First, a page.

The general rule at least is that while property may be regulated to a certain extent, if regulation goes too far it will be recognized as a taking.Oliver Wendell Holmes, Jr. (Majority opinion, Pennsylvania Coal v. Mahon, 1922)
Every restriction upon the use of property imposed in the exercise of police power deprives the owner of some right theretofore enjoyed…. But restriction imposed to protect the public health, safety or morals from dangers threatened is not a taking.Louis Brandeis (Dissenting opinion, Pennsylvania Coal v. Mahon, 1922)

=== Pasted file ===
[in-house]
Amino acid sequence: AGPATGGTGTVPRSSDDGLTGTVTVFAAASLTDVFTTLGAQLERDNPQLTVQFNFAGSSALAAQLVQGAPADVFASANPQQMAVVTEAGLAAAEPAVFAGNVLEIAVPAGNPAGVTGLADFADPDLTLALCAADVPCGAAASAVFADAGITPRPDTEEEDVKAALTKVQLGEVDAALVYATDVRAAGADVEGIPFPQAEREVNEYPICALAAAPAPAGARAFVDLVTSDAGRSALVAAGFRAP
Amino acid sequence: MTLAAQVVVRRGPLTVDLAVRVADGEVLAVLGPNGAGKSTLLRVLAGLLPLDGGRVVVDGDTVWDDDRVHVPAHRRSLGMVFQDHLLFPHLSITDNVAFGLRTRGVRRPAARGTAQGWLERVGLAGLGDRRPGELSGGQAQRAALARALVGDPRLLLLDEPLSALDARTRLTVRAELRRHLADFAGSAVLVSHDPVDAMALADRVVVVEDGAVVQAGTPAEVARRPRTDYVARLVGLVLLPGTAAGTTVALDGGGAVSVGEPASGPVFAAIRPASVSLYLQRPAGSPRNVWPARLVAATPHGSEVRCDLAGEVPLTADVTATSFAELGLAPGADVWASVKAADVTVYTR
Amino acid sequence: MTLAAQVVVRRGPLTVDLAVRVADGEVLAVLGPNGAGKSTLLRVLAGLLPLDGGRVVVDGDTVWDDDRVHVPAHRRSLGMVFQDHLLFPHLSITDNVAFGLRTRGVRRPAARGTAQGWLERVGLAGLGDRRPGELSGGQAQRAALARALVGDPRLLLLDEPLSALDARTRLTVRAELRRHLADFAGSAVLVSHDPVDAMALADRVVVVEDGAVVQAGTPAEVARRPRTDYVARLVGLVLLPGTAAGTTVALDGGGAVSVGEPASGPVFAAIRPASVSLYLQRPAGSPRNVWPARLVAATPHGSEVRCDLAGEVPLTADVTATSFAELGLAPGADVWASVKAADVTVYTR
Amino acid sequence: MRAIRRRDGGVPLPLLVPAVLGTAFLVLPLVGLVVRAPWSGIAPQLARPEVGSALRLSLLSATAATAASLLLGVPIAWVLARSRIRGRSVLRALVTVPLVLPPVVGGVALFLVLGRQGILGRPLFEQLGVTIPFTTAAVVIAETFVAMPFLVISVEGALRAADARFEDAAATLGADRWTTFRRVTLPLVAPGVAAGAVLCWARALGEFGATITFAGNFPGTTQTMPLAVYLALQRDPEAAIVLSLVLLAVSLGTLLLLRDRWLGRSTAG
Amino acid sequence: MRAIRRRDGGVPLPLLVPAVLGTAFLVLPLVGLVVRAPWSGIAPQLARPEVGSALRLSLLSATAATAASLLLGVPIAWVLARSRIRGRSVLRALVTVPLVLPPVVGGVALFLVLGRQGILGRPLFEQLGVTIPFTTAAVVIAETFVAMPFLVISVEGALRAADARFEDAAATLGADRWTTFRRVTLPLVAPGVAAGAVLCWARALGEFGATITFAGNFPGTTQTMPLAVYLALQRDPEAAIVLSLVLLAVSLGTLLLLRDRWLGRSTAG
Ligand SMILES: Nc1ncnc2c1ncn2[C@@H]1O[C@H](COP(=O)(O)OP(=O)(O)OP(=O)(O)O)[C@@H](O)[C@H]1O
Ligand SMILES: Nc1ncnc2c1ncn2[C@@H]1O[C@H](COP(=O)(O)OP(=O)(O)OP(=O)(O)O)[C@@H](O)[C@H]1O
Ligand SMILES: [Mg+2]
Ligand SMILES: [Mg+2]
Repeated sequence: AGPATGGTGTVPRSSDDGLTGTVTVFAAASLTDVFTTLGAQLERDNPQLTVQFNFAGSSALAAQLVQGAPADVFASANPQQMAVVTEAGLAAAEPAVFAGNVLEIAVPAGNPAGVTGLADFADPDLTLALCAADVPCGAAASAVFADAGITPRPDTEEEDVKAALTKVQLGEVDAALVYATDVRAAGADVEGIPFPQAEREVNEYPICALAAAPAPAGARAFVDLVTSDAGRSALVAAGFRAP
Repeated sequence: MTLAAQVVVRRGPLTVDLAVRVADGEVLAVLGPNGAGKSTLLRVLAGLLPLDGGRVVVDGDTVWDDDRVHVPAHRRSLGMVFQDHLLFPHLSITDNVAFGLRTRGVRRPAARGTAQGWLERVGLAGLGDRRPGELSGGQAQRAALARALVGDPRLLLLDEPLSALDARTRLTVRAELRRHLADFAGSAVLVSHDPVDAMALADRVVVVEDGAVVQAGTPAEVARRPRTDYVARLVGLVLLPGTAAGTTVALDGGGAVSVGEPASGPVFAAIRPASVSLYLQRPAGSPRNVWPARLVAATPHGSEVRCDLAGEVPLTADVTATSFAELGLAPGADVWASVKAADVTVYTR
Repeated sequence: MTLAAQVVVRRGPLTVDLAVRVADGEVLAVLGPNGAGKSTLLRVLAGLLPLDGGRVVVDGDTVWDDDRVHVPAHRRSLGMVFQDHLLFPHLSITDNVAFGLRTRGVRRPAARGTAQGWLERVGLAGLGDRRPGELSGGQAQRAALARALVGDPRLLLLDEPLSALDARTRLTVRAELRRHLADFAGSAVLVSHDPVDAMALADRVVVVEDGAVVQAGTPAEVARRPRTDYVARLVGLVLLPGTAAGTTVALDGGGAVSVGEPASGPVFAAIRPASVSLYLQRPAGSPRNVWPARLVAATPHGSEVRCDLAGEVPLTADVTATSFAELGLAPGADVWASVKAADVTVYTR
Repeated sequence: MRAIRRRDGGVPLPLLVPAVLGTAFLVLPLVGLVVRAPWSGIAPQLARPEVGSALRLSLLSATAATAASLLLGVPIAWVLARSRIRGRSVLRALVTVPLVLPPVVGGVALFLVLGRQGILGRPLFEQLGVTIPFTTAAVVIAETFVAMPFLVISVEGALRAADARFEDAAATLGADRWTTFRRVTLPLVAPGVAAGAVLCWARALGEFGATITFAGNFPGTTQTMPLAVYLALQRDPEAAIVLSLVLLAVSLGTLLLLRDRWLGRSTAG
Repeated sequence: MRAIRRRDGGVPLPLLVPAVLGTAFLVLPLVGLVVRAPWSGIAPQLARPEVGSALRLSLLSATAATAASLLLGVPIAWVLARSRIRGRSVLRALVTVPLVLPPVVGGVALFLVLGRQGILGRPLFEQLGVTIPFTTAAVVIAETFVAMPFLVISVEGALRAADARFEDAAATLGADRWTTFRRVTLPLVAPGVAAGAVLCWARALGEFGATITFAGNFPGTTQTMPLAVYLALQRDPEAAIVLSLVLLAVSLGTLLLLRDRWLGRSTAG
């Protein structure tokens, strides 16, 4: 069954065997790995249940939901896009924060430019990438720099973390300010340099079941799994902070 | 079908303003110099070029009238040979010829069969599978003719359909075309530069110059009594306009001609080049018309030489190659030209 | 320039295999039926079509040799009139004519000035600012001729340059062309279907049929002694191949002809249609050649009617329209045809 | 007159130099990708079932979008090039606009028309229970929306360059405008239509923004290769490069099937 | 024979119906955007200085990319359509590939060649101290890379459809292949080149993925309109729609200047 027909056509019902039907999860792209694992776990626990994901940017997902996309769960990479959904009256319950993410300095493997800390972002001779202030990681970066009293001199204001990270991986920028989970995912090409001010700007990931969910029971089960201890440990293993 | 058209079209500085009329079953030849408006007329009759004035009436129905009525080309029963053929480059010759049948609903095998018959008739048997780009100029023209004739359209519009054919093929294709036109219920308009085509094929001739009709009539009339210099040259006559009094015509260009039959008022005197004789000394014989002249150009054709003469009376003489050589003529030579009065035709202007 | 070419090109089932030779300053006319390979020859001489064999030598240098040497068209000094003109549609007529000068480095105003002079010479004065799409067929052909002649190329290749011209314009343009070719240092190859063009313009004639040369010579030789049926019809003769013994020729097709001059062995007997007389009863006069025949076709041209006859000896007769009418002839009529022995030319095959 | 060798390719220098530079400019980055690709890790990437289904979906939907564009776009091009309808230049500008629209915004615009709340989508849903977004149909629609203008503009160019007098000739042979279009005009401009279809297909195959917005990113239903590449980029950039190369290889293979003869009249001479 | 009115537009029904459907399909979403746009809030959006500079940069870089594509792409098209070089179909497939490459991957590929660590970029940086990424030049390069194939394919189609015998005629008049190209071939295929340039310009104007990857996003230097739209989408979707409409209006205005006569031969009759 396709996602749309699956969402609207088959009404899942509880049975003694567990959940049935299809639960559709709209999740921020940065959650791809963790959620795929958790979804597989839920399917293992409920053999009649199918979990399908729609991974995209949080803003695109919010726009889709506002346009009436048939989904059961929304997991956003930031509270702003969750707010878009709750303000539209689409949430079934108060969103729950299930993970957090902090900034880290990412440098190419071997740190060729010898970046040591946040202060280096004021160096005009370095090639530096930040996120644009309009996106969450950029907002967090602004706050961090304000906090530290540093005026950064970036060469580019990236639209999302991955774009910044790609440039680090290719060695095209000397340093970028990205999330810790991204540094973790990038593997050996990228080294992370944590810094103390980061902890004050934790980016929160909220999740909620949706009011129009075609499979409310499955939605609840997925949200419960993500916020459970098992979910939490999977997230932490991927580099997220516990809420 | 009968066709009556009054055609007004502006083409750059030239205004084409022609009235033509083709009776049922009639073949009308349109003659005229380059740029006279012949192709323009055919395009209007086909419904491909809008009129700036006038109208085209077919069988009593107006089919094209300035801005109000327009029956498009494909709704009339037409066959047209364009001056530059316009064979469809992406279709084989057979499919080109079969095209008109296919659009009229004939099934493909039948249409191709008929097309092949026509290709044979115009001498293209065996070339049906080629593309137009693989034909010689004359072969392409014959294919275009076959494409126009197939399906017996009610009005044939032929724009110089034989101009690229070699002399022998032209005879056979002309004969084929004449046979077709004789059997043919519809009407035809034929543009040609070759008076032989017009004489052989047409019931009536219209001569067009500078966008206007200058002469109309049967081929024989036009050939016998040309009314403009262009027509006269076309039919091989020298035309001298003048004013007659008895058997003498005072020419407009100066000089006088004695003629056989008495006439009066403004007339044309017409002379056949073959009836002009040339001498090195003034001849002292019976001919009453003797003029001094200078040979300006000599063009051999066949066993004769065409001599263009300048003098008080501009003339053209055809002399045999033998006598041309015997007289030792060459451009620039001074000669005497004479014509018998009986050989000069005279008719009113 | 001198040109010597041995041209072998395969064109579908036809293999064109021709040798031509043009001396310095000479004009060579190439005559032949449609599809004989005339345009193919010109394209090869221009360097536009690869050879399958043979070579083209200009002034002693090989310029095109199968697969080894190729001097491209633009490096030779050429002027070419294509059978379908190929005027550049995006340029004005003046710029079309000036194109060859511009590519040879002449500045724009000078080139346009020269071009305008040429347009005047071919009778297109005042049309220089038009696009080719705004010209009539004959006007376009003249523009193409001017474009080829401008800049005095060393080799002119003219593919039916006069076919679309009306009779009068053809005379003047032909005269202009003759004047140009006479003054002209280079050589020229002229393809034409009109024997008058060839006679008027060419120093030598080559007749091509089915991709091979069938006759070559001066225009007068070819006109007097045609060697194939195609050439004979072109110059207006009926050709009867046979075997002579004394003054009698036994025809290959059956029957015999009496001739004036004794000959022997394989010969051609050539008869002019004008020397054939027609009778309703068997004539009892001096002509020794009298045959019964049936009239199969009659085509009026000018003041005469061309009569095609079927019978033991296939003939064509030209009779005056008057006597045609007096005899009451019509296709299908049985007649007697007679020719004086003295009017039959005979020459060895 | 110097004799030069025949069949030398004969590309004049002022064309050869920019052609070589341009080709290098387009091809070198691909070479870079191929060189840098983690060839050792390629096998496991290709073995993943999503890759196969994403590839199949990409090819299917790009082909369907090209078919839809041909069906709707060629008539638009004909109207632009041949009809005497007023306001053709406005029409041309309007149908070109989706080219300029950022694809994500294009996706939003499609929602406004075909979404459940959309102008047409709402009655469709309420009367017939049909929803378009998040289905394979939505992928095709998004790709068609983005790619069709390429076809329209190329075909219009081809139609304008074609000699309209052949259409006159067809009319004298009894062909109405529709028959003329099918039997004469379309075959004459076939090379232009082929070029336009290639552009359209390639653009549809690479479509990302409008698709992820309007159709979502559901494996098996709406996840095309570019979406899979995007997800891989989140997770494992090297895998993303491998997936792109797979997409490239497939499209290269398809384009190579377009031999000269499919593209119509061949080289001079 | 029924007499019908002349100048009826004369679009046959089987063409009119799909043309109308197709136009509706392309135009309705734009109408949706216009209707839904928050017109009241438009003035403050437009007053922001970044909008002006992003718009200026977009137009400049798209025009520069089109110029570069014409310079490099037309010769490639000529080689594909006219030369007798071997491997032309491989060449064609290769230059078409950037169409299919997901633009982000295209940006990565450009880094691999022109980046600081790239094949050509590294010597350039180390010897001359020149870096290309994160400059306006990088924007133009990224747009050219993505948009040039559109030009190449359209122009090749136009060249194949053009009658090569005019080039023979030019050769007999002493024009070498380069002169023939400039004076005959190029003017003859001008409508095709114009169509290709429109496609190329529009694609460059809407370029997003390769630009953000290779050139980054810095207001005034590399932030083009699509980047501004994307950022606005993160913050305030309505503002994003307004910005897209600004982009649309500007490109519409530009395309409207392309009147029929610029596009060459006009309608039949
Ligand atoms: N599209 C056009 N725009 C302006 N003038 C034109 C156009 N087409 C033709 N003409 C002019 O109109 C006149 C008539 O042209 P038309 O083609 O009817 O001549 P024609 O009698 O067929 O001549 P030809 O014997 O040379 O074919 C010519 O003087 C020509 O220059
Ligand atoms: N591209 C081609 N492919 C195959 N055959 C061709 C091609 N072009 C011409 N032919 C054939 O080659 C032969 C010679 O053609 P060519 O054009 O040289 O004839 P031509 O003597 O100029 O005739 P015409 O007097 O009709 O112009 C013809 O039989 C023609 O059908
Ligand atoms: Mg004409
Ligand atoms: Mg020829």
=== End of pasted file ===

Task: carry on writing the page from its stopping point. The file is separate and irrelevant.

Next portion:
To this point in the book, our discussion of eminent domain has focused primarily on government acquisitions, or condemnations, of property. Much more common, however, are government regulations that restrict the use of property without actually seizing title to it. Examples include zoning, environmental and safety regulations, historic landmark designation, rules requiring equal accommodation for the disabled, and so on. I have also emphasized, however, that from an economic perspective, regulations that reduce the value of private property are not fundamentally different from outright takings; the difference is one of degree rather than of kind. This is true because neither economists nor lawyers view property as a single entity, but rather as a bundle of rights or entitlements, each of which has some value. Thus, any deprivation or restriction of a particular right reduces the value of the property proportionately. A physical taking, which deprives the owner of all rights, is simply one end of a continuum.